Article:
Classifying rum by colour

14 Mar. 2018
The colour of rum is associated with its ageing, as the colour traditionally comes from exposure to the barrels. So un-aged or little-aged rums are lighter in colour, and people call them ‘white rums’ or ‘silver’ or ‘plata’ (silver in Spanish). After a slightly longer sojourn in oak, they acquire a deeper, golden colour, so they’re called ‘gold’ rums. Longer aged references are said to be ‘dark’ rums.
What is white rum?

White rum is aguardiente that’s been briefly aged or is un-aged – typically between 0 and 3 years. With its lighter flavour white rum is ideal for fresh cocktails: Cuban rum for Daiquiris and Mojitos, while the ‘grassier’ agricoles are used in punches. Havana Club 3 años has a minimum of three years in the barrel and is charcoal-filtered to lighten the colour.

What is gold rum?

Gold rums are generally four to five years old. They can vary enormously. Cuban rum such as Havana Club Especial is still relatively light, but with great complexity from the barrels. Gold rums are also used in cocktails and long drinks such as the Cuba Libre.

What is dark rum?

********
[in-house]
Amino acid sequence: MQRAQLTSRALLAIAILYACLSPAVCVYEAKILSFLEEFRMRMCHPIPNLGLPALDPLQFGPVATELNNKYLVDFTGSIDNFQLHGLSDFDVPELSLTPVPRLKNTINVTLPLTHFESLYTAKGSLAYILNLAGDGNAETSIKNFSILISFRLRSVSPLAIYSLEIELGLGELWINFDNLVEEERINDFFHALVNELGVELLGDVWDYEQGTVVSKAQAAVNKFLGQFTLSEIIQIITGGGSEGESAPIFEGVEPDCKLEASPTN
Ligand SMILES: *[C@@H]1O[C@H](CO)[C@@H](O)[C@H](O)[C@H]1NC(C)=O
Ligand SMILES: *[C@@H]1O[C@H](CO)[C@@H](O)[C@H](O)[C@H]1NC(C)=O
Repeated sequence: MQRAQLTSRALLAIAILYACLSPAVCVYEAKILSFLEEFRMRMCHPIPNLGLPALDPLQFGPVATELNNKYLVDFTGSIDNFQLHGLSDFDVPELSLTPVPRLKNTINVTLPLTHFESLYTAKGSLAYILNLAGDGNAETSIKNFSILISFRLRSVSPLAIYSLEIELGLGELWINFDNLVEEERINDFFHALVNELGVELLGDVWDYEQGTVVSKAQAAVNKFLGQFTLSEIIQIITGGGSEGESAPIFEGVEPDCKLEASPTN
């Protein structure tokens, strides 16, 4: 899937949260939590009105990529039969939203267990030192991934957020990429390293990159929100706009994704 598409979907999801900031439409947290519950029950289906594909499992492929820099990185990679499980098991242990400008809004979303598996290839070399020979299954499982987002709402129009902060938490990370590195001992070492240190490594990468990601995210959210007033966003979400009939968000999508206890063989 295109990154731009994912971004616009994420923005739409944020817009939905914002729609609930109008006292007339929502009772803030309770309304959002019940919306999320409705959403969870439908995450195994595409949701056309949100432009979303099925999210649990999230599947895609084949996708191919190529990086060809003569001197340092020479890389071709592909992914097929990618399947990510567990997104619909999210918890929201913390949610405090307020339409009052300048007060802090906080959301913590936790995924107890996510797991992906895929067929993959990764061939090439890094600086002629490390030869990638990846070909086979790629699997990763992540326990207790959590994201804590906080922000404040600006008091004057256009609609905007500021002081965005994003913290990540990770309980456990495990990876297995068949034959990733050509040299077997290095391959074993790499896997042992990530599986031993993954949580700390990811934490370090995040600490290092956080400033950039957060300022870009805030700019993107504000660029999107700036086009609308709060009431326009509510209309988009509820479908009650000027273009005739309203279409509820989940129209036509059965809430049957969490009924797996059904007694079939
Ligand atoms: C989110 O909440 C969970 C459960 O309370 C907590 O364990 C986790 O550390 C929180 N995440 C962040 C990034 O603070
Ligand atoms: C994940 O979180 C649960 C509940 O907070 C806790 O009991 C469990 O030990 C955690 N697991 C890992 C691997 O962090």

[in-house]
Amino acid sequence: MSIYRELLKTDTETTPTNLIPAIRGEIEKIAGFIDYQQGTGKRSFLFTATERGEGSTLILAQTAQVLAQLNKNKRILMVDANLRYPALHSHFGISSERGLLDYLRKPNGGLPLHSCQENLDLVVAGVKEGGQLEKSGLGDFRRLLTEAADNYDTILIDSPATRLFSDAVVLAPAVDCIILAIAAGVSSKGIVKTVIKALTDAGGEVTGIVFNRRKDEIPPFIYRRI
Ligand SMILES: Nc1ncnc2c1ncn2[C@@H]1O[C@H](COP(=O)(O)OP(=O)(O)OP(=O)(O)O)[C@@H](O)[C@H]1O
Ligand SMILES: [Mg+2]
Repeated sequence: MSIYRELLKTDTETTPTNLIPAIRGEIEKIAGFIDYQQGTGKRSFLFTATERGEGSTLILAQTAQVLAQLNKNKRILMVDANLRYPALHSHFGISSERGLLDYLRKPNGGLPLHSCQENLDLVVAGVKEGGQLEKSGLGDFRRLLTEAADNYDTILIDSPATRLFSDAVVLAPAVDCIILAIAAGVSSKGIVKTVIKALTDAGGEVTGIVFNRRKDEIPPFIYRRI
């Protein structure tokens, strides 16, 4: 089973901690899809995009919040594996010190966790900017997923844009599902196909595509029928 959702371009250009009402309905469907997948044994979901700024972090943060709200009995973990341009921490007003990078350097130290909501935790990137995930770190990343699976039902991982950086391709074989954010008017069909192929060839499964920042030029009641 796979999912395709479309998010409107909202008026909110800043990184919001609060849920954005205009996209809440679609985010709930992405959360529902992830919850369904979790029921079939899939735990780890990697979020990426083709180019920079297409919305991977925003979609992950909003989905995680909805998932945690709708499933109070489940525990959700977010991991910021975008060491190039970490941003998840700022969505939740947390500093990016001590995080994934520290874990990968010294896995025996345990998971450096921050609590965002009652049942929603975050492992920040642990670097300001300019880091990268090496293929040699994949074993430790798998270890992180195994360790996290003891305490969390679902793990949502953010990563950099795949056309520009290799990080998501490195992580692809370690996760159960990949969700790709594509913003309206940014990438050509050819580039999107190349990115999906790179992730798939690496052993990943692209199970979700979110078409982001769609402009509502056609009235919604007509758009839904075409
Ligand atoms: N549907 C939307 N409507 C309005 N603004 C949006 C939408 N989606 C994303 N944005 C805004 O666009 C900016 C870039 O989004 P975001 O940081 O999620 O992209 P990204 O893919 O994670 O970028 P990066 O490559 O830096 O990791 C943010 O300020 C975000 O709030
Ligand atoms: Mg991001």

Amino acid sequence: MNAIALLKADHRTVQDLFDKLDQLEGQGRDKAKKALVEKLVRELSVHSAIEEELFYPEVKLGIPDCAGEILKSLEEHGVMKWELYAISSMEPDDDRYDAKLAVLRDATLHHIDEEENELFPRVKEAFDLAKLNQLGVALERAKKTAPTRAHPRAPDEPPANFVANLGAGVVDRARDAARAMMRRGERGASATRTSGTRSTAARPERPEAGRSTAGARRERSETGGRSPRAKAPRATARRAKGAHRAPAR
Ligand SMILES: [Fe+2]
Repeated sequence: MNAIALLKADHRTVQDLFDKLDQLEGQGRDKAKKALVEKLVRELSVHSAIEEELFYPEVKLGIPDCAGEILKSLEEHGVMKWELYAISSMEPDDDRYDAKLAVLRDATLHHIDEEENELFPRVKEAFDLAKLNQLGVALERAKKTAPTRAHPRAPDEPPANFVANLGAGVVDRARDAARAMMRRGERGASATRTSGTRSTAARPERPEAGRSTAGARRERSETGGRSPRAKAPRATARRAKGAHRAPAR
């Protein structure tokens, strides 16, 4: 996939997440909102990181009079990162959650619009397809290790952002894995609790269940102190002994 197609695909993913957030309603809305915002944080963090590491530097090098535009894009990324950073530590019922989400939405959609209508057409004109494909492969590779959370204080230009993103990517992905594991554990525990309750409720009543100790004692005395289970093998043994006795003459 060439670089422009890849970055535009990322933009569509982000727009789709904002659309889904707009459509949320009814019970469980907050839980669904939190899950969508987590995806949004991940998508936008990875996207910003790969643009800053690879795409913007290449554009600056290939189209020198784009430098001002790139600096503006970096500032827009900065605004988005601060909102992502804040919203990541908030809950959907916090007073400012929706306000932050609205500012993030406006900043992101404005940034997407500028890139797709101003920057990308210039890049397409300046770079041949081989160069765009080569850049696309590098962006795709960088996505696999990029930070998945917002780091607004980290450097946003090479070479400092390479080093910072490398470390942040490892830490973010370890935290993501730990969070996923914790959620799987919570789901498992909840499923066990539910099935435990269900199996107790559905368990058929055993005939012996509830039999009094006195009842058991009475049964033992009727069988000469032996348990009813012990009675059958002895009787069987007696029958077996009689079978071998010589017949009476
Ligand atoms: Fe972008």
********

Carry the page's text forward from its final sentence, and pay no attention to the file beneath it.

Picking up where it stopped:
A genuine dark rum is six years old and above. Rums such as HC7 are carefully selected and aged by maestros del ron cubano to be enjoyed neat or in sipping cocktails. Are dark rums always better than light rums? The brief answer is no, but read on to find out why this may be the case.

What’s wrong with rum classification by colour?

Colour classification of rums would be ideal were it not for two rather large hitches. Different oaks and charring will lead to different colouring and flavouring, so comparing two rums from different producers and styles will not show that one is older or better than another. In addition, some rums use colouring – caramel or e150. Many experts have denounced colour as a useful means of classification across the industry. However, in Cuba, blanco, dorado and oscuro are officially used terms in the country’s rum regulation. When it comes to Havana Club rums, customers can trust that dark rums have matured longer and have been selected for their finer, more complex profile.